images-2Introduction:

Some normal weight individuals show obesity-related characteristics such as insulin resistance, elevated fasting blood sugar levels, high triglyceride levels, and high blood pressure. Although eating a high carbohydrate diet is linked to these findings, a new study shows that low magnesium status contributes to this disorder, and that magnesium supplementation can improve the metabolic profile in these subjects.

Background Data:

Magnesium is second only to potassium in terms of concentration within the individual cells of the body. The functions of magnesium primarily revolve around its ability to activate many enzymes. It is an essential cofactor in the enzymatic processes involved in energy production, insulin action, and the regulation of glucose and lipid metabolism, as well as in the regulation of blood pressure.

Magnesium deficiency is extremely common in Americans due to a lack of dietary magnesium. Deficiency is also often secondary to factors that reduce absorption or increase the excretion of magnesium such as: high calcium intake, alcohol, surgery, diuretics, liver disease, kidney disease, and oral contraceptive use.

A large body of clinical evidence derived from double-blind trials shows that oral magnesium supplementation improves insulin sensitivity, triglyceride and cholesterol metabolism, improves glucose metabolism, and helps lower blood pressure in hypertensive individuals

New Data:

A total of 47 subjects defined as metabolically obese, normal-weight (MONW) individuals with low magnesium status were enrolled in a randomized double-blind, placebo-controlled trial. The metabolic abnormalities included the presence of fasting glucose levels ≥100 mg/dL, HOMA-Insulin Resistance index ≥3, triglyceride levels ≥150 mg/dL and/or systolic and diastolic blood pressure ≥140 and 90 mmHg. Low magnesium status was defined by serum magnesium concentration ≤1.8 mg/dL.

The treatment group received an oral supplement providing 382 mg of elemental magnesium per day for 4 months. At the beginning of the study there were no significant differences between groups. At the end of follow-up, the following parameters were significantly lower in the subjects who received magnesium compared with individuals in the placebo group: fasting glucose (-12.3 vs. -1.8% mg/dL, p <0.05); triglyceride levels (-47.4% vs. 10.1% mg/dL); HOMA-IR index (-46.5 vs. -5.4%,; and systolic (-2.1 vs. 3.9% mmHg) and diastolic (-3.8 vs. 7.5% mmHg) blood pressures.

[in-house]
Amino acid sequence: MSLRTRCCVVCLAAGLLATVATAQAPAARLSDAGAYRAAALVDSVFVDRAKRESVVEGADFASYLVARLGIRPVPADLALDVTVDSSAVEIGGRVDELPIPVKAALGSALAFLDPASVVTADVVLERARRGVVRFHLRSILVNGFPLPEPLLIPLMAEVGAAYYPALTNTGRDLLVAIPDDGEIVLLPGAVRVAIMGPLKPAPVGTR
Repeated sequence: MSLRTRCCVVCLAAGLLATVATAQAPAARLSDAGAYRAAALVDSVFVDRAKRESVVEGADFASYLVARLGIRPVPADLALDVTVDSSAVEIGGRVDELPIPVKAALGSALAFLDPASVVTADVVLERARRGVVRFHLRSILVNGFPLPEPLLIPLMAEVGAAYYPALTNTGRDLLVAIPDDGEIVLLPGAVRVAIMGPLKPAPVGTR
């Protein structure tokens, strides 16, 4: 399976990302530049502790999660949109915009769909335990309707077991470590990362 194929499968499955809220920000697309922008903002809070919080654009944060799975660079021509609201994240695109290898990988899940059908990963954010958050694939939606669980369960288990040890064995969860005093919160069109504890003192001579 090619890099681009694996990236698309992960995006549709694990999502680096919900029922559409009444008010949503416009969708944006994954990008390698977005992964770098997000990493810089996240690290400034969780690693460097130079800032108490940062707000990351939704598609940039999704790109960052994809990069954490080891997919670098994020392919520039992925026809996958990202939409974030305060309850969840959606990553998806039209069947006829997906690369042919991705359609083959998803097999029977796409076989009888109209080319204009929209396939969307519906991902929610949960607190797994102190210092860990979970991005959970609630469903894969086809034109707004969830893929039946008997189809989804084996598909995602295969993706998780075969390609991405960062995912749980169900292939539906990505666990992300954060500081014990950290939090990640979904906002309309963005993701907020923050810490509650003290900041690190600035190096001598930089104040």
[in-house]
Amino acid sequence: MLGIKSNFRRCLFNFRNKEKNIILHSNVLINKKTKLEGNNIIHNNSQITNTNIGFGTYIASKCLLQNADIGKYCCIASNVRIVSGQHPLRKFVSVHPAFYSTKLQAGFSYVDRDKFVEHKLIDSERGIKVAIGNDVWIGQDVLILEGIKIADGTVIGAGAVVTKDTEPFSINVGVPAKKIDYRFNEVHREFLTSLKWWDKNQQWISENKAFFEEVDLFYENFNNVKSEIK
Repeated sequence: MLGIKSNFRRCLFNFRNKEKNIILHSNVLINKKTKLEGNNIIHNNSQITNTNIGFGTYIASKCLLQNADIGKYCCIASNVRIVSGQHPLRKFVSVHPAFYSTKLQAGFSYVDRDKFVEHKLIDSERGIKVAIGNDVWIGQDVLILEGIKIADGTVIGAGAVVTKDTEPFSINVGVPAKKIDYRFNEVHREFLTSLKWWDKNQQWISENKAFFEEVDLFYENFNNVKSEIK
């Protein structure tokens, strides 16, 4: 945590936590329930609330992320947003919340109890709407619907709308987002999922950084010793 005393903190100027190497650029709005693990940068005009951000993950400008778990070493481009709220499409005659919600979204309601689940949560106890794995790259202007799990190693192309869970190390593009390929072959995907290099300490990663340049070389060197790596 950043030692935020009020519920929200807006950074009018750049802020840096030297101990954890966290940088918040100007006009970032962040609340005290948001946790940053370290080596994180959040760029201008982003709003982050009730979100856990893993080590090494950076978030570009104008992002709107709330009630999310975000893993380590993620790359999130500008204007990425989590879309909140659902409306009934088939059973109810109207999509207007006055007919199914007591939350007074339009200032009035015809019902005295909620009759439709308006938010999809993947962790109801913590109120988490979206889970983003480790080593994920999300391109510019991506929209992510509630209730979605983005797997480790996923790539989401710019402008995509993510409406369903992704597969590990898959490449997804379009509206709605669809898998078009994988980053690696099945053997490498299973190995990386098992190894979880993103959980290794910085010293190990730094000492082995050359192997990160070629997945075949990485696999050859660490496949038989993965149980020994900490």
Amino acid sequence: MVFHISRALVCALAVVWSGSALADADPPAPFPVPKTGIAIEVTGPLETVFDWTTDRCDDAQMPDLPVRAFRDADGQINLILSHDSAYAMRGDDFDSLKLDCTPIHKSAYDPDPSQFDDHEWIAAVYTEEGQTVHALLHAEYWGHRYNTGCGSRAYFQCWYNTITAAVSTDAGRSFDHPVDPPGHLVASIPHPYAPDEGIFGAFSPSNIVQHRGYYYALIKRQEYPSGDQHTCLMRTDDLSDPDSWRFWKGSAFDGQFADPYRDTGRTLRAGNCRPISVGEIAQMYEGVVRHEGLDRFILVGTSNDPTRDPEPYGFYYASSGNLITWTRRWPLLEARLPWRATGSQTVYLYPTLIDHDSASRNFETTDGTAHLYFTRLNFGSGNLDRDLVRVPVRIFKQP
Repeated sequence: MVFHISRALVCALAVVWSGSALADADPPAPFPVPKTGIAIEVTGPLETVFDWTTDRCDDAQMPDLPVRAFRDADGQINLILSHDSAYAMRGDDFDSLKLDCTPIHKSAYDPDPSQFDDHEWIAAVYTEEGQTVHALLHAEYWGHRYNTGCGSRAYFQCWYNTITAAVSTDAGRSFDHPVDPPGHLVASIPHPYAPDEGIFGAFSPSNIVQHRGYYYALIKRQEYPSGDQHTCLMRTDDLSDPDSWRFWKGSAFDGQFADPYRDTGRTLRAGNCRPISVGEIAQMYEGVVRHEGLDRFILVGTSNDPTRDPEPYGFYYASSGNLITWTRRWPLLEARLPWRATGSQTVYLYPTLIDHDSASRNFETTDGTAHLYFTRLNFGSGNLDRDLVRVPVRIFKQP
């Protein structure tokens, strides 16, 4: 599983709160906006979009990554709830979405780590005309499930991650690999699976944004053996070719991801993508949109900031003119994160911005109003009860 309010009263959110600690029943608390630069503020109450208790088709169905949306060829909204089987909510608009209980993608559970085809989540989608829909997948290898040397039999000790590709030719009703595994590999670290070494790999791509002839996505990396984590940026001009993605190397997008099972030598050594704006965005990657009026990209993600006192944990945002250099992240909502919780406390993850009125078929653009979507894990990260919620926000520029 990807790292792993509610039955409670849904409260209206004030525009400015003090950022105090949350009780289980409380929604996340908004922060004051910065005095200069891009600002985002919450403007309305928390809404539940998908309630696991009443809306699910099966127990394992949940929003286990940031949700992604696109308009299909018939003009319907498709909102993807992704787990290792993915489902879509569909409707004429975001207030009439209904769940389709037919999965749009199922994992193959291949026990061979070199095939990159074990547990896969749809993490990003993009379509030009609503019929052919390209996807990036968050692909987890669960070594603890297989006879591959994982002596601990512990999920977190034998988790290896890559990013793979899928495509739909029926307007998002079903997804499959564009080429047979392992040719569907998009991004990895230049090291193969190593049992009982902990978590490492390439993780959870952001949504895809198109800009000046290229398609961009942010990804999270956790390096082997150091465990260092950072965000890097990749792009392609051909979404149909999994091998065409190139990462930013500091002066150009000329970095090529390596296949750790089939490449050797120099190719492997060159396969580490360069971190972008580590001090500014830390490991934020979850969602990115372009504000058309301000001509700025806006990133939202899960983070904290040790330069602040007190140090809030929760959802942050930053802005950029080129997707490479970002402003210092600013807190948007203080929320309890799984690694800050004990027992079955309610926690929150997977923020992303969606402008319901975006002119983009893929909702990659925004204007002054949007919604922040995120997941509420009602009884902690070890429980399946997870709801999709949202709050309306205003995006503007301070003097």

These results show quite clearly that magnesium supplementation provides significant benefits in the regulation of metabolic disturbances and blood pressure whether someone is overweight or not.

Commentary:

Most Americans consume less than 50% of the recommended dietary intake (RDI) for magnesium indicating that a large segment of the population may benefit greatly from magnesium supplementation.

Magnesium supplements are available in several different forms. Absorption studies indicate that magnesium is most easily absorbed orally when it is bound to citrate, and presumably aspartate and other members of the Krebs cycle, such as malate, succinate, and fumarate. Inorganic forms of magnesium such as magnesium chloride, oxide, or carbonate are generally well absorbed, but are more likely to cause diarrhea at higher dosages.

Personally, even though I probably consume adequate amounts of magnesium from my diet, because I work out intensely and live in a hot climate (Arizona) I take a scoop of Magnesium Citrate drink mix (Natural Factors) providing 300 mg of elemental magnesium in a glass of water every night before I go to bed. In addition to providing my brain and body with this easily absorbable form of magnesium, there is data that shows that magnesium supplementation also greatly improves sleep quality.

Reference:

Rodríguez-Moran M, Guerrero-Romero F. Oral magnesium supplementation improves the metabolic profile of metabolically obese, normal-weight individuals: a randomized double-blind placebo-controlled trial. Arch Med Res. 2014 Jul;45(5):388-93. doi: 10.1016/j.arcmed.2014.05.003.

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